It matters not that I’m tired. Not really. Despair and exhaustion are luxuries, and I already live in the lap of luxury.

But I confess that I have found it easier to not know over much about about Libya, Bahrain, Yemen, and Iran, or Wisconsin and Indiana over the past 24-48 hours (oh, and Ohio. Where apparently someone decided it would be a good idea to lock the people out of their own statehouse) — or even of New Zealand, where, after all, it’s not the sucky people, it’s the sucky tectonic plates we have to thank for the wave of grief and sorrow now washing over a nation. It feels wrong to admit this. I confess that, too.

I’m going to the J Street Conference this weekend, and I think that will have to count as my good deed for the next week. Me being tired doesn’t matter — but me crying doesn’t help.  I think it’ll be helpful to go hang out in a room full of compulsive do-gooders for a couple of days.


  1. dmf

     /  February 22, 2011

    your despair and exhaustion mean something to me, apart from you being a lovely soul we need those who care about others to take care of themselves, this is not a luxury but a necessity if we are to make the kind of deep, consistent, and enduring efforts that such titanic struggles require, enjoy the company of angels of our better nature.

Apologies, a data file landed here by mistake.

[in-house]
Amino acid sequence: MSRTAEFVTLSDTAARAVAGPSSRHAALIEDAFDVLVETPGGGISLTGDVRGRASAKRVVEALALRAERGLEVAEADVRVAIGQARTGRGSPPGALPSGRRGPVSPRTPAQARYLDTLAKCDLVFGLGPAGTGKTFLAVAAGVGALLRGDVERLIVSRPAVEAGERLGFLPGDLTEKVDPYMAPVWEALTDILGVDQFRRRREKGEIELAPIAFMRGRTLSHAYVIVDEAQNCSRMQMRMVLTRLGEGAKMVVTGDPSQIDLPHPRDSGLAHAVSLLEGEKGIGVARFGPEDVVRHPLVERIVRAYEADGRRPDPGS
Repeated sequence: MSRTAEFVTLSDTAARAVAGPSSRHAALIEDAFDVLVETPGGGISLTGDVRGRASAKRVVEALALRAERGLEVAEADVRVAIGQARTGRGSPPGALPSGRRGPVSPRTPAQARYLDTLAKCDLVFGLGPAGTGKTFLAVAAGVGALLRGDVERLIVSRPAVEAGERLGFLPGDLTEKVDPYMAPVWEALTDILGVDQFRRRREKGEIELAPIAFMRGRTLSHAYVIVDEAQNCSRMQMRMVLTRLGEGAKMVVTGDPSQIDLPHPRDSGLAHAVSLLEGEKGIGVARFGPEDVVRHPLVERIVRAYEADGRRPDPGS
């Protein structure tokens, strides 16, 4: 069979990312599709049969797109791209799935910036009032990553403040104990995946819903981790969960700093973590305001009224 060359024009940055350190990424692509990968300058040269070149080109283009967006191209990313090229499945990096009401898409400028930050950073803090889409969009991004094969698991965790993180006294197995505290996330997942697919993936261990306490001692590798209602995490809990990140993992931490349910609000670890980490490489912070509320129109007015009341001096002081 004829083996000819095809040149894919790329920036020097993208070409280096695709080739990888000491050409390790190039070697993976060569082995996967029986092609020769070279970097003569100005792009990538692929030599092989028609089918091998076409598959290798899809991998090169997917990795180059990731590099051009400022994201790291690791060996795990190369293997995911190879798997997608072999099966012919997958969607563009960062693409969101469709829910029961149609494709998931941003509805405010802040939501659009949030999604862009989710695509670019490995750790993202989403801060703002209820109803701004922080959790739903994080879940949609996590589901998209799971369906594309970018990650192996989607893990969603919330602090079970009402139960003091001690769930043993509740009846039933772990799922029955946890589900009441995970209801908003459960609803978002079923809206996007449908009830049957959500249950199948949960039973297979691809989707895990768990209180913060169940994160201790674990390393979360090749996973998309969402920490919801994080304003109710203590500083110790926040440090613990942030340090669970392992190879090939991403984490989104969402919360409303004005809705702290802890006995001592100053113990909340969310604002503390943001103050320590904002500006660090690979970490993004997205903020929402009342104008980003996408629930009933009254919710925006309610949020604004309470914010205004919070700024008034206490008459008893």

2. Oh, ee, I wish I could give you a hug in person. I know the despair of which you speak. Oftentimes, it’s a matter of fear triumphing over the beautiful. I hope you’re taking breaks to replenish your soul. Sadly, all these things will be here after such a break.

  3. sue swartz

     /  February 22, 2011

    Emily, my do-gooder friend and fellow traveler: crying is not only justified, but good for you. GOOD for you. Crying and raging at the universe, good for you. And good for the universe.

  4. Shadow's Mom

     /  February 23, 2011

    Emily, I wish I could hug you though we’ve never met face-to-face. It is tough when the abyss yawns before you, but there are many, many paths around, over, and through it. As Sue wrote, crying is good for you; tears help to cleanse the spirit. I hope that your J Street experience helps to nurture your soul.